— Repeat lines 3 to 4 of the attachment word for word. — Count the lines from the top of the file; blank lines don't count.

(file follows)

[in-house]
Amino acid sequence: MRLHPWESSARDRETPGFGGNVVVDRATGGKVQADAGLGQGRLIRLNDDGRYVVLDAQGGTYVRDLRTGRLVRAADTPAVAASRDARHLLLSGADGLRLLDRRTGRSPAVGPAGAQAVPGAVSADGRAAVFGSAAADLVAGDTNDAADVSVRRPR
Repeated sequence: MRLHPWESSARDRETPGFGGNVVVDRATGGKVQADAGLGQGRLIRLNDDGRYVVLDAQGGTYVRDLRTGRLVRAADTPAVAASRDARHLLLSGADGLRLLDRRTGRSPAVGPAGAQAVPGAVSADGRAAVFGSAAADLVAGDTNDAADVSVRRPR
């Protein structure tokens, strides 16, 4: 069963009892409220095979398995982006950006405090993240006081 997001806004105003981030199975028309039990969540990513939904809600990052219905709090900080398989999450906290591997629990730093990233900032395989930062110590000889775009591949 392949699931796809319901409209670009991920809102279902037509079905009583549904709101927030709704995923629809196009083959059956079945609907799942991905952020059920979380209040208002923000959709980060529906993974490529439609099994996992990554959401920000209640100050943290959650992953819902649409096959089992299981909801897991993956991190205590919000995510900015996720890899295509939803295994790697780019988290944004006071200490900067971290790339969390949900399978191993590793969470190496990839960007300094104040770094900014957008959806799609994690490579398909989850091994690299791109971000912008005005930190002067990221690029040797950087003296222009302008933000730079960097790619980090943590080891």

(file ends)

Repeated sequence: MRLHPWESSARDRETPGFGGNVVVDRATGGKVQADAGLGQGRLIRLNDDGRYVVLDAQGGTYVRDLRTGRLVRAADTPAVAASRDARHLLLSGADGLRLLDRRTGRSPAVGPAGAQAVPGAVSADGRAAVFGSAAADLVAGDTNDAADVSVRRPR
């Protein structure tokens, strides 16, 4: 069963009892409220095979398995982006950006405090993240006081 997001806004105003981030199975028309039990969540990513939904809600990052219905709090900080398989999450906290591997629990730093990233900032395989930062110590000889775009591949 392949699931796809319901409209670009991920809102279902037509079905009583549904709101927030709704995923629809196009083959059956079945609907799942991905952020059920979380209040208002923000959709980060529906993974490529439609099994996992990554959401920000209640100050943290959650992953819902649409096959089992299981909801897991993956991190205590919000995510900015996720890899295509939803295994790697780019988290944004006071200490900067971290790339969390949900399978191993590793969470190496990839960007300094104040770094900014957008959806799609994690490579398909989850091994690299791109971000912008005005930190002067990221690029040797950087003296222009302008933000730079960097790619980090943590080891």